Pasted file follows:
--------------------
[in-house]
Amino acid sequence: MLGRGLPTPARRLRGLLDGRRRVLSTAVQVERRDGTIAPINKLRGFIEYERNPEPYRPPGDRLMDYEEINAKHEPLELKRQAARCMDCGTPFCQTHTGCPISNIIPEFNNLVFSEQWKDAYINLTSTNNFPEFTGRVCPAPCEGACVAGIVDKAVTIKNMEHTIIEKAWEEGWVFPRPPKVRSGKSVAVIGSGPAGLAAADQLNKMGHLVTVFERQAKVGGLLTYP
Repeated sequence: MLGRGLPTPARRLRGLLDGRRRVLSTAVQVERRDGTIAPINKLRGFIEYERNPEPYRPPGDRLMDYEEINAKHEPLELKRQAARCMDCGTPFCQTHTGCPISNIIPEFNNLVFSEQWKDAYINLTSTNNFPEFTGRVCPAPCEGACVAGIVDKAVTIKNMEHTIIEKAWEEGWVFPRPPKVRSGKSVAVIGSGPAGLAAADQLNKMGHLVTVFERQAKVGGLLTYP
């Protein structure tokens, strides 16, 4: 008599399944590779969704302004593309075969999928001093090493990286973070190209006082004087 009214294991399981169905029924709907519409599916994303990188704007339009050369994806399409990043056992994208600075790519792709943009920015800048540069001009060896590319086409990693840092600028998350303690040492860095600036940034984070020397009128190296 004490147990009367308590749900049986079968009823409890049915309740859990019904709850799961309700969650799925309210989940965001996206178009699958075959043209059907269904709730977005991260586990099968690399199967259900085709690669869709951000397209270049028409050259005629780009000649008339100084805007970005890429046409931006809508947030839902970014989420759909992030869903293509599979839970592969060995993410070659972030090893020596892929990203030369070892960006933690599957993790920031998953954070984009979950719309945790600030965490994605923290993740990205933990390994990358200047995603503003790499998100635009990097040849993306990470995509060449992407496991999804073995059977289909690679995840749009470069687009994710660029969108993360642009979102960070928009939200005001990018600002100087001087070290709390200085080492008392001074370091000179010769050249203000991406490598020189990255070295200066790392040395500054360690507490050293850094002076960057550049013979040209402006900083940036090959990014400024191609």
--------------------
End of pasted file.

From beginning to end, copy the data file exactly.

[in-house]
Amino acid sequence: MLGRGLPTPARRLRGLLDGRRRVLSTAVQVERRDGTIAPINKLRGFIEYERNPEPYRPPGDRLMDYEEINAKHEPLELKRQAARCMDCGTPFCQTHTGCPISNIIPEFNNLVFSEQWKDAYINLTSTNNFPEFTGRVCPAPCEGACVAGIVDKAVTIKNMEHTIIEKAWEEGWVFPRPPKVRSGKSVAVIGSGPAGLAAADQLNKMGHLVTVFERQAKVGGLLTYP
Repeated sequence: MLGRGLPTPARRLRGLLDGRRRVLSTAVQVERRDGTIAPINKLRGFIEYERNPEPYRPPGDRLMDYEEINAKHEPLELKRQAARCMDCGTPFCQTHTGCPISNIIPEFNNLVFSEQWKDAYINLTSTNNFPEFTGRVCPAPCEGACVAGIVDKAVTIKNMEHTIIEKAWEEGWVFPRPPKVRSGKSVAVIGSGPAGLAAADQLNKMGHLVTVFERQAKVGGLLTYP
């Protein structure tokens, strides 16, 4: 008599399944590779969704302004593309075969999928001093090493990286973070190209006082004087 009214294991399981169905029924709907519409599916994303990188704007339009050369994806399409990043056992994208600075790519792709943009920015800048540069001009060896590319086409990693840092600028998350303690040492860095600036940034984070020397009128190296 004490147990009367308590749900049986079968009823409890049915309740859990019904709850799961309700969650799925309210989940965001996206178009699958075959043209059907269904709730977005991260586990099968690399199967259900085709690669869709951000397209270049028409050259005629780009000649008339100084805007970005890429046409931006809508947030839902970014989420759909992030869903293509599979839970592969060995993410070659972030090893020596892929990203030369070892960006933690599957993790920031998953954070984009979950719309945790600030965490994605923290993740990205933990390994990358200047995603503003790499998100635009990097040849993306990470995509060449992407496991999804073995059977289909690679995840749009470069687009994710660029969108993360642009979102960070928009939200005001990018600002100087001087070290709390200085080492008392001074370091000179010769050249203000991406490598020189990255070295200066790392040395500054360690507490050293850094002076960057550049013979040209402006900083940036090959990014400024191609």